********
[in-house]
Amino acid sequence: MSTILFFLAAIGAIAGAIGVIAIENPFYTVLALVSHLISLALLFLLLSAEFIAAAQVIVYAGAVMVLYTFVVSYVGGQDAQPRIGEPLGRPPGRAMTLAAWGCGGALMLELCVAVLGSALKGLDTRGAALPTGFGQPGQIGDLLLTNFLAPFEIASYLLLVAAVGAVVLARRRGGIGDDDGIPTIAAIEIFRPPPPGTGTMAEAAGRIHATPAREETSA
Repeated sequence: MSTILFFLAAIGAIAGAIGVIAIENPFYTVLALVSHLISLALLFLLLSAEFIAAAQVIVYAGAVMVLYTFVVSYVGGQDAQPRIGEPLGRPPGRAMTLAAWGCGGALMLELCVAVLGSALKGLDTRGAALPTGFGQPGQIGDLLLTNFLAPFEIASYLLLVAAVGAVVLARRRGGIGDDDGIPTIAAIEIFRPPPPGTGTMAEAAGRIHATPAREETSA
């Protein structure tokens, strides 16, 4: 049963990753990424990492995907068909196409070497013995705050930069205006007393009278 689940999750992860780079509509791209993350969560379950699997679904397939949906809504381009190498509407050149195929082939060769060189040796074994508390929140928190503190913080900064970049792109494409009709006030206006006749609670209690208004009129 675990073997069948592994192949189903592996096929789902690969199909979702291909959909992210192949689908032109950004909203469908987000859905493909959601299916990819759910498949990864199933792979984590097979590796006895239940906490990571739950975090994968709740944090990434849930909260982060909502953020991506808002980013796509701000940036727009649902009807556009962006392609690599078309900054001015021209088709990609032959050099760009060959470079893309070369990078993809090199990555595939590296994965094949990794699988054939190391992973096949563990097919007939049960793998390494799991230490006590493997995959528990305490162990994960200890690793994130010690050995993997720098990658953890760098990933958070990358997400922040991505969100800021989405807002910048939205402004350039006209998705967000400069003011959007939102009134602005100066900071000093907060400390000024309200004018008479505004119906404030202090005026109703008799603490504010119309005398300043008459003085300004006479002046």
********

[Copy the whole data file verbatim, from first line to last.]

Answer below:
[in-house]
Amino acid sequence: MSTILFFLAAIGAIAGAIGVIAIENPFYTVLALVSHLISLALLFLLLSAEFIAAAQVIVYAGAVMVLYTFVVSYVGGQDAQPRIGEPLGRPPGRAMTLAAWGCGGALMLELCVAVLGSALKGLDTRGAALPTGFGQPGQIGDLLLTNFLAPFEIASYLLLVAAVGAVVLARRRGGIGDDDGIPTIAAIEIFRPPPPGTGTMAEAAGRIHATPAREETSA
Repeated sequence: MSTILFFLAAIGAIAGAIGVIAIENPFYTVLALVSHLISLALLFLLLSAEFIAAAQVIVYAGAVMVLYTFVVSYVGGQDAQPRIGEPLGRPPGRAMTLAAWGCGGALMLELCVAVLGSALKGLDTRGAALPTGFGQPGQIGDLLLTNFLAPFEIASYLLLVAAVGAVVLARRRGGIGDDDGIPTIAAIEIFRPPPPGTGTMAEAAGRIHATPAREETSA
């Protein structure tokens, strides 16, 4: 049963990753990424990492995907068909196409070497013995705050930069205006007393009278 689940999750992860780079509509791209993350969560379950699997679904397939949906809504381009190498509407050149195929082939060769060189040796074994508390929140928190503190913080900064970049792109494409009709006030206006006749609670209690208004009129 675990073997069948592994192949189903592996096929789902690969199909979702291909959909992210192949689908032109950004909203469908987000859905493909959601299916990819759910498949990864199933792979984590097979590796006895239940906490990571739950975090994968709740944090990434849930909260982060909502953020991506808002980013796509701000940036727009649902009807556009962006392609690599078309900054001015021209088709990609032959050099760009060959470079893309070369990078993809090199990555595939590296994965094949990794699988054939190391992973096949563990097919007939049960793998390494799991230490006590493997995959528990305490162990994960200890690793994130010690050995993997720098990658953890760098990933958070990358997400922040991505969100800021989405807002910048939205402004350039006209998705967000400069003011959007939102009134602005100066900071000093907060400390000024309200004018008479505004119906404030202090005026109703008799603490504010119309005398300043008459003085300004006479002046």